A Hundred Cyborgs, #17

Dwarf Planets

Dwarf planetsSometimes, ‘technology’ is nothing more than the question of what to count, and this is especially true for the term ‘dwarf planet’. This category exists for one and only one reason: to permit astronomers to say they know how many planets there are. This sounds strange, as if the astronomical term ‘dwarf planet’ was primarily about the ego of those scientists studying outer space. But this allegation is not far from the truth, and against this the only response any planet-lover worth their salt can offer is the formula: “Dwarf planets are planets too!” (Although please, be polite about insisting this.)

As my 2011 piece, Pluto and Eris – a dialogue explains, the discovery of the 2,400 km wide rock that bears the name of the Greek goddess of discord created huge problems for astronomers in that it is their professional task to speak for outer space and they desire, as all scientists do, to make ‘reliable witnesses’ (as Isabelle Stengers puts it) out of those objects they have chosen to investigate. But Eris is so very near to Pluto in size, and more importantly the Kuiper belt is so packed full of objects like Eris, the coming to human awareness of Eris-the-rock actually destroyed astronomers ability to say “we know all about the planets”, because it prevented these telescope-human cyborgs from being able to say precisely how many planets there are.

Hence the gathering of the International Astronomical Union to deal with this crisis of knowledge, and the immediate invention of a new tool, the term ‘dwarf planet’, which refers to a planet that ‘has not cleared the neighbourhood around its orbit’ (the only part of the four-part definition of a dwarf planet that other planets don’t meet). But reclassifying Pluto, Eris, and all the other newly discovered planets as ‘dwarf planets’ – which is actually a very solid scientific term, and carefully agreed to by the astronomers – wasn’t enough to defend the egos of astronomers from the cyber-hubris brought about by having found dwarf planets. So they added an additional conceptual layer to their definition, which was that “dwarf planets are not planets.”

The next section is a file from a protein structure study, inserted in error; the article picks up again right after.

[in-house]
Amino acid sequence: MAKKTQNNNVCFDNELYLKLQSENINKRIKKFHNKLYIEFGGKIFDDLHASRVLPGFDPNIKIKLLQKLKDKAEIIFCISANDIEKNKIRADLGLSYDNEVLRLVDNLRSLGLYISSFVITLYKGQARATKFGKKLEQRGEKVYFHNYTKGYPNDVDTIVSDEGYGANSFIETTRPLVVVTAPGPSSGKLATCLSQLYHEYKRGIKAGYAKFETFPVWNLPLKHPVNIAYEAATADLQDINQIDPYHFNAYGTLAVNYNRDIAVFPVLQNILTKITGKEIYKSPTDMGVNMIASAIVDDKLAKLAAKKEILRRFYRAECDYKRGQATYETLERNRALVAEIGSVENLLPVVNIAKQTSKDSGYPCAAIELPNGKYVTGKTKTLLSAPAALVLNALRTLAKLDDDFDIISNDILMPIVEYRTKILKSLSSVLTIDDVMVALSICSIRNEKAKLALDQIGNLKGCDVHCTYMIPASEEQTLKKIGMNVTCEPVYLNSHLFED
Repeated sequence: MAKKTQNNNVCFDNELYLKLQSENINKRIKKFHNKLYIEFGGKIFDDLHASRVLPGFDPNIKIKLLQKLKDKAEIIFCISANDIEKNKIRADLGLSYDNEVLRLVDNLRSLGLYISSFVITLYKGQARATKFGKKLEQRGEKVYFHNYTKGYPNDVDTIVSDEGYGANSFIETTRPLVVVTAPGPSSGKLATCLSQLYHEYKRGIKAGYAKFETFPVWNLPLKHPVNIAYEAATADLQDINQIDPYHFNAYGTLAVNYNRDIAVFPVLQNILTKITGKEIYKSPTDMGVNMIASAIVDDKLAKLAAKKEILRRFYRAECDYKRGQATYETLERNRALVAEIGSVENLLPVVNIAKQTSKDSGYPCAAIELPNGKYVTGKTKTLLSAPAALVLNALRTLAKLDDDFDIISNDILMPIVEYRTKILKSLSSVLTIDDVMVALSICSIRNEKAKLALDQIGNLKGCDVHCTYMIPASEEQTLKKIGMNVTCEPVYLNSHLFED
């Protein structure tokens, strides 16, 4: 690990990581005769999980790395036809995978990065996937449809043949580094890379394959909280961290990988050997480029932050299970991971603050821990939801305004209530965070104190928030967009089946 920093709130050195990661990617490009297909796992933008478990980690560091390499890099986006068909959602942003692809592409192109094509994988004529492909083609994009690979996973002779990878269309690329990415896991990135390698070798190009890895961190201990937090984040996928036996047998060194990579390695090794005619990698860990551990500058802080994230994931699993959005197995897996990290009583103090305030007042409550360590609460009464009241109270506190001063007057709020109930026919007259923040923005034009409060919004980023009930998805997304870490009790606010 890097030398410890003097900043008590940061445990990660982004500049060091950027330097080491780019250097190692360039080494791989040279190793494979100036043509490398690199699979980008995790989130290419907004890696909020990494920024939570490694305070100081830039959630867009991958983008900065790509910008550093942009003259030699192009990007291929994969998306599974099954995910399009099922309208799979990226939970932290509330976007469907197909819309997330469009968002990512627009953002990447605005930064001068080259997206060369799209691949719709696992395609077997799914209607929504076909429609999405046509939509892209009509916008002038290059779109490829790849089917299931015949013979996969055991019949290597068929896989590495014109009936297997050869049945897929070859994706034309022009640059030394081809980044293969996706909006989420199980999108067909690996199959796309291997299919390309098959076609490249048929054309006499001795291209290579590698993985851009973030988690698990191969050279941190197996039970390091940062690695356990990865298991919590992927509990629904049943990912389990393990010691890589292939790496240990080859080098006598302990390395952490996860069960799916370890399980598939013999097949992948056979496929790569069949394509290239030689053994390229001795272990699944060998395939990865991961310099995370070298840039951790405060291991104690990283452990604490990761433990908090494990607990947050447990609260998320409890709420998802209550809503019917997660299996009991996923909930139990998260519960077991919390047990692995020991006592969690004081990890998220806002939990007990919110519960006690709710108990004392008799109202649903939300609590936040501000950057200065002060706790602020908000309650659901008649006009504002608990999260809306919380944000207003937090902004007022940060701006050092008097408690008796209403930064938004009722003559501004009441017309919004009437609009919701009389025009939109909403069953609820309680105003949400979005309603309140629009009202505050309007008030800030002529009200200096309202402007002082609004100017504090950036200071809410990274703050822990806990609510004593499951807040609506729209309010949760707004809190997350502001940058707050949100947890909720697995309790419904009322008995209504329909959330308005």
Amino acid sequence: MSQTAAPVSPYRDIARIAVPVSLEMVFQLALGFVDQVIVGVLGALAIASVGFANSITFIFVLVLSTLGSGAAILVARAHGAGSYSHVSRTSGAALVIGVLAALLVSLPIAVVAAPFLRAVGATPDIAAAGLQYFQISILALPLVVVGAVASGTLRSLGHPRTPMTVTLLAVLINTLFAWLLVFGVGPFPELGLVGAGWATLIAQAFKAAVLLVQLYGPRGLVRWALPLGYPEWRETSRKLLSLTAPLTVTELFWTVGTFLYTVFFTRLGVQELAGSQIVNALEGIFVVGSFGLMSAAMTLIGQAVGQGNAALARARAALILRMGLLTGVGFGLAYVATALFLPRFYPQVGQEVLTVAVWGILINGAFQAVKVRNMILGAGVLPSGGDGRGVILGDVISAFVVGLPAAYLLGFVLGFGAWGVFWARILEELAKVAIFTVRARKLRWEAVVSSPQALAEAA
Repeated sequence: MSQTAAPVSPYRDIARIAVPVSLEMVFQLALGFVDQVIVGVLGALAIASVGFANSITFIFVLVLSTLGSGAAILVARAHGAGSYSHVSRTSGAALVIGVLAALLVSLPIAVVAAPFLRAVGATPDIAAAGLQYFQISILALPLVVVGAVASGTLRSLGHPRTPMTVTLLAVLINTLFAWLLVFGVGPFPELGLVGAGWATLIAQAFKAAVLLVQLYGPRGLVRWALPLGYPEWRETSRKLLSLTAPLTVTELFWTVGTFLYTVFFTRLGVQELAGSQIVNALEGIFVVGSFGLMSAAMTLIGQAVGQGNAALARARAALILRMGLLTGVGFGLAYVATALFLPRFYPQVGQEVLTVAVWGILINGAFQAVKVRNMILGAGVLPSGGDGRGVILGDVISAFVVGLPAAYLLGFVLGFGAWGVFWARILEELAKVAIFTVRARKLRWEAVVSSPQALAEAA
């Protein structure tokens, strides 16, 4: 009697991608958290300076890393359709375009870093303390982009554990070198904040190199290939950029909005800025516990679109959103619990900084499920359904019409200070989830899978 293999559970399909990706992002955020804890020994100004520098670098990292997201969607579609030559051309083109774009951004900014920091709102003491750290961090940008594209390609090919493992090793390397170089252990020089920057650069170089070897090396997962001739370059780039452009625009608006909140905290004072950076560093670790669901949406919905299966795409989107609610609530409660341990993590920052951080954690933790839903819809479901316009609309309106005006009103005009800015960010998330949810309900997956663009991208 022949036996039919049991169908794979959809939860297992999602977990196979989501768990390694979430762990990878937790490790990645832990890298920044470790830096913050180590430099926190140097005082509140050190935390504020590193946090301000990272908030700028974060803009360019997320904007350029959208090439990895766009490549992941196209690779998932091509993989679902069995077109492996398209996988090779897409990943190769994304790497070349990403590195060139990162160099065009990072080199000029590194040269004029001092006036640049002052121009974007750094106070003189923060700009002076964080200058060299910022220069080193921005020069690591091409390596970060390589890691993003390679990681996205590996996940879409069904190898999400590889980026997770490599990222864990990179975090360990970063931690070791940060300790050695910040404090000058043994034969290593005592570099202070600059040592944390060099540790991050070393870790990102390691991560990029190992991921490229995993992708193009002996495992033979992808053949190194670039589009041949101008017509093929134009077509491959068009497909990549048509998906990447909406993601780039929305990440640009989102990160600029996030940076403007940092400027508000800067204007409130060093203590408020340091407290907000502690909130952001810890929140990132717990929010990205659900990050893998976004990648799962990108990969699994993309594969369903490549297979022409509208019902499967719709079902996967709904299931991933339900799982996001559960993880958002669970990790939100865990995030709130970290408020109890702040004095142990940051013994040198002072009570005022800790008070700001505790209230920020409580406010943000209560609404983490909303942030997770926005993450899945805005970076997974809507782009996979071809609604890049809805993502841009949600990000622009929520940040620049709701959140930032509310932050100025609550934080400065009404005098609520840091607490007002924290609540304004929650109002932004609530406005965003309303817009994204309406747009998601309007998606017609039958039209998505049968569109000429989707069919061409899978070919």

Now poor Eris is used to being messed around, but this was rather cheeky! Indeed, she has every right to be insulted by the suggestion that – despite obviously being planets (often with their own moons!) – dwarf planets are a different kind of object entirely, rather than just a different kind of planet. It’s all so unnecessary, since astronomers are now equipped to give a much better answer to the question “how many planets are there in our solar system?”, namely “there are four terrestrial planets, four Jovian planets, and at least five dwarf planets.” The first five dwarf planets we’ve found are Ceres, Pluto, Haumea, Makemake, and Eris, and they are planets because “dwarf planets are planets too.” Pass it on.

For Anwen and Branwen and everyone else for whom ‘what counts as…’ matters.

A Hundred Cyborgs, #16

Beyond Choice in Game Narrative

Over on ihobo today, an open letter to Caroline Marchal and John Yorke responding to their talk at Develop: Brighton. Here’s the most inflammatory paragraph to whet your appetite:

There are, I think, two main problems with game writing today. The first is that too many of the people working on stories in games have a great appreciation for the toolkit of game design but too little an appreciation for the vast toolkit for narrative… To have experimented with short stories, or plays, or novels, is not a wasted effort for a game writer, but an opportunity to learn vital skills in story construction. The second problem is that there are rather too many ‘carpetbaggers’ (if you’ll forgive the allusion), which is to say, screenwriters who think that the problem with game stories is something that can only be solved by writers with experience in film and TV. Of the two, the latter might be more dangerous to games as an artistic medium, since someone who is game-literate can learn conventional narrative relatively easily (by attending your talk, for instance) but a screenwriter who believes that games must adapt to the conventions of screenplays is undertaking a certain kind of violence against the radical potential of game narrative.

You can read the entirety of Beyond Choice in Game Narrative over at

100Cyborgs: 1-10

The Virtuous Cyborg - Cut-outWhat are the behavioural effects of technological networks? What happens if we stop thinking about technology as shiny machines and start looking at other, subtler tools? Can we design technology to have better effects upon humans? These and other questions are what this blog project, A Hundred Cyborgs, are all about. Here are the first ten posts:

  1. Voice Assistants
  2. MallBots
  3. Calendars
  4. Blogs
  5. Self-braking Cars
  6. Gender
  7. Chlorophyll
  8. Amazon
  9. Firearms
  10. Bitcoin

#6 and #7 are ‘line blurring’ pieces – they take ‘technology’ in a wider sense than most people are comfortable with. But these are also the two pieces that I found most engaging in this first block of cyborgs.